Cyber-hobby 1/72 F6F-3 Hellcat w/Carrier Deck
|REVIEWER:||Scott Van Aken|
The Grumman F6F Hellcat was a carrier-based fighter aircraft developed to replace the earlier F4F Wildcat in United States Navy (USN) service. Although the F6F resembled the Wildcat, it was a completely new design powered by a 2,000 hp Pratt & Whitney R-2800. Some tagged it as the "Wildcat's big brother". The Hellcat and the Vought F4U Corsair were the primary USN fighters during the second half of World War II.
The Hellcat was credited with destroying 5,271 aircraft while in service with the U.S. Navy and U.S. Marine Corps (5,163 in the Pacific and eight more during the invasion of Southern France, plus 52 with the Royal Navy's Fleet Air Arm during World War II), which was more than any other Allied aircraft. Postwar, the Hellcat was phased out of front line service, but remained in service as late as 1954 as a night fighter.
is, I believe, the third boxing of the Hellcat by Cyber-hobby, with the first
two being an F6F-5N and an F6F-3.
As with the previous boxing, the kit is loaded with options. You get
separate open and closed canopies. You can have the wings folded if you
wish. The tail hook can be modeled extended or retracted. You can build the
kit with the wheels up. A new addition to this kit is a two piece flight
deck section that will look great with your finished model.
A nicely detailed engine and accessory section is provided. In the cockpit, a photo etch brass harness is included. There are also things under wings. A centerline tank, dual bomb racks and rockets are available. Now one does need to do their research on this as early -3 Hellcats had no ability to carry bombs or rockets and I believe that rockets were a late production addition. For the longest time I thought that rockets were only on the -5, but that is not the case. As always in wartime production, as upgrades became available they were added. Holes in the lower wings need to be opened to attach these items so there is no need to be concerned about filling pre-opened holes. I also like that the ailerons are separate items. When the wings were folded, the control rods were disconnected and so the ailerons did not remain in the neutral position.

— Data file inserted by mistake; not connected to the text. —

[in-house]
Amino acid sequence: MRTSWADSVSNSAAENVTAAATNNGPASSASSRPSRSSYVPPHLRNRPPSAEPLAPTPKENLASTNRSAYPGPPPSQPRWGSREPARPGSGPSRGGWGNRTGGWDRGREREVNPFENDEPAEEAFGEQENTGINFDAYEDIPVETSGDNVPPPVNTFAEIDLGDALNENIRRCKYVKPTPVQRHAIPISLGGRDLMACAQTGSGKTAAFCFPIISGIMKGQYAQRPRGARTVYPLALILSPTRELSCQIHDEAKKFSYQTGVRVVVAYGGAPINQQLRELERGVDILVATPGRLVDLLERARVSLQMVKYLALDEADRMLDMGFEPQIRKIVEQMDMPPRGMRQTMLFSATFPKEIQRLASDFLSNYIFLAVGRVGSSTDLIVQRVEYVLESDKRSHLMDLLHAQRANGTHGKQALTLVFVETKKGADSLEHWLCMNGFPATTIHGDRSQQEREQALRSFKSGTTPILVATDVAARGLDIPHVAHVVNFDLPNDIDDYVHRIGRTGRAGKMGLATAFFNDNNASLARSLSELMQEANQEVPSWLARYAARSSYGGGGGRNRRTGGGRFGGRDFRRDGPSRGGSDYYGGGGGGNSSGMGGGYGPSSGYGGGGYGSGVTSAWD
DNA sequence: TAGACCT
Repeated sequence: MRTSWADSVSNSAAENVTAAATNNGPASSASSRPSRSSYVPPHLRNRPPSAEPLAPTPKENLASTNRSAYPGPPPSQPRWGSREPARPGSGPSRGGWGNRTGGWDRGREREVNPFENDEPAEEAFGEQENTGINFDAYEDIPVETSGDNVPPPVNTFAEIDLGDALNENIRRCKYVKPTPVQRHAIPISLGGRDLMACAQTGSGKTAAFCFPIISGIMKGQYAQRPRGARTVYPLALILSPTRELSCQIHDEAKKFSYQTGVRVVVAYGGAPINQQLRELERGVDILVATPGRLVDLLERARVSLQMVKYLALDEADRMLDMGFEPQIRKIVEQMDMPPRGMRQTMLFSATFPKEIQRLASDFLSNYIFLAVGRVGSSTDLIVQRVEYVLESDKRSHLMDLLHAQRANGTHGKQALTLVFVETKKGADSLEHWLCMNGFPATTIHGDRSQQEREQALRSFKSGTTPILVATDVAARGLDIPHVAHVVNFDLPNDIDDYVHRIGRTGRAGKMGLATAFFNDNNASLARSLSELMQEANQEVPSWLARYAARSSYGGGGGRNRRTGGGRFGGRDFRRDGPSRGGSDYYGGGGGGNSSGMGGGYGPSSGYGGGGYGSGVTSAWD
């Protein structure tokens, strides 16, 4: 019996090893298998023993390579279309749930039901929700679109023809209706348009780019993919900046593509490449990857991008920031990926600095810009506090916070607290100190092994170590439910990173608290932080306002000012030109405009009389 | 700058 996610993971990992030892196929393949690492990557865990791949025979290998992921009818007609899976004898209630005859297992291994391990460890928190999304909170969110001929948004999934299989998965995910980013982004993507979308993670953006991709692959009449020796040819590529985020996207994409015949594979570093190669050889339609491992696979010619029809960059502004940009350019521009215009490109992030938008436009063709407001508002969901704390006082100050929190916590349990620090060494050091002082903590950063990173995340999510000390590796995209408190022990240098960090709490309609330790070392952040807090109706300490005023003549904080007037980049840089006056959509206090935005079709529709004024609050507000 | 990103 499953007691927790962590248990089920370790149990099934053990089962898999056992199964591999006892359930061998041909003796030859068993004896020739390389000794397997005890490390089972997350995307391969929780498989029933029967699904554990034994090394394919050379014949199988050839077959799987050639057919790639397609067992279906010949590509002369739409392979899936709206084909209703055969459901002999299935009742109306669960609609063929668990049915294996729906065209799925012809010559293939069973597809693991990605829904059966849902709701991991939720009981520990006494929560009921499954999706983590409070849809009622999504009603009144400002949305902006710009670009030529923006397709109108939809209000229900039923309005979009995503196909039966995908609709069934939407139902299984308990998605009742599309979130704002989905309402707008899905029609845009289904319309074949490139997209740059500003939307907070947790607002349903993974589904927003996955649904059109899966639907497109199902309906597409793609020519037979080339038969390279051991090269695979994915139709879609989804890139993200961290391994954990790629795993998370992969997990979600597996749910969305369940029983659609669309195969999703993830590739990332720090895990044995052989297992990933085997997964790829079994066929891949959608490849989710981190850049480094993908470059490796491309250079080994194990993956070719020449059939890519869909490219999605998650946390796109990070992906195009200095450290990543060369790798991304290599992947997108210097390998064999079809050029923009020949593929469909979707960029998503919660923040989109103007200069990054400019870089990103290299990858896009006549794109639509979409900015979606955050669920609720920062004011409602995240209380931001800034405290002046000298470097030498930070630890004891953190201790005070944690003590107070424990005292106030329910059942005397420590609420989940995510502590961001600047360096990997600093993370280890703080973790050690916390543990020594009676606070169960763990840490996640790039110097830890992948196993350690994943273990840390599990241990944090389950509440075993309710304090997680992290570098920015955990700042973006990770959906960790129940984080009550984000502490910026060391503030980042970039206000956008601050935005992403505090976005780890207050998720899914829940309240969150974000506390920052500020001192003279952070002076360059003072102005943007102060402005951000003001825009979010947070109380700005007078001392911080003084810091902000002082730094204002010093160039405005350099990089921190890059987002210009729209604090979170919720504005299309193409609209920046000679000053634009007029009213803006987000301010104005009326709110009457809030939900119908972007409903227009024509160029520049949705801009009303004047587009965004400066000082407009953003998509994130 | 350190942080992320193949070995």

Instructions are well drawn and have the usual Gunze and Model Master paint references. There are markings for four aircraft in this one, all of them in the tri-color paint scheme and all with pretty much the same camouflage pattern. You get aircraft from VF-9 aboard the USS Essex in 1943, VF-6 aboard the USS Intrepid in 1944, VF-25 aboard the USS Cowpens in 1944 and VMF(N)-534 in 1944. This latter unit was based on Guam after the re-capture of the island. The decal sheet is nicely printed and offer all the markings you need. I should mention that I'm pretty sure that only the Essex plane would have the red surround markings as they were overpainted in September of 1943. I realize that these things take time, but I doubt it would take into 1944 to do it.
It is nice to see this kit being reissued and the addition of the deck base makes it particularly desirable.
Thanks to www.dragonmodelsusa.com for the preview kit. Get yours today at your local retailer.
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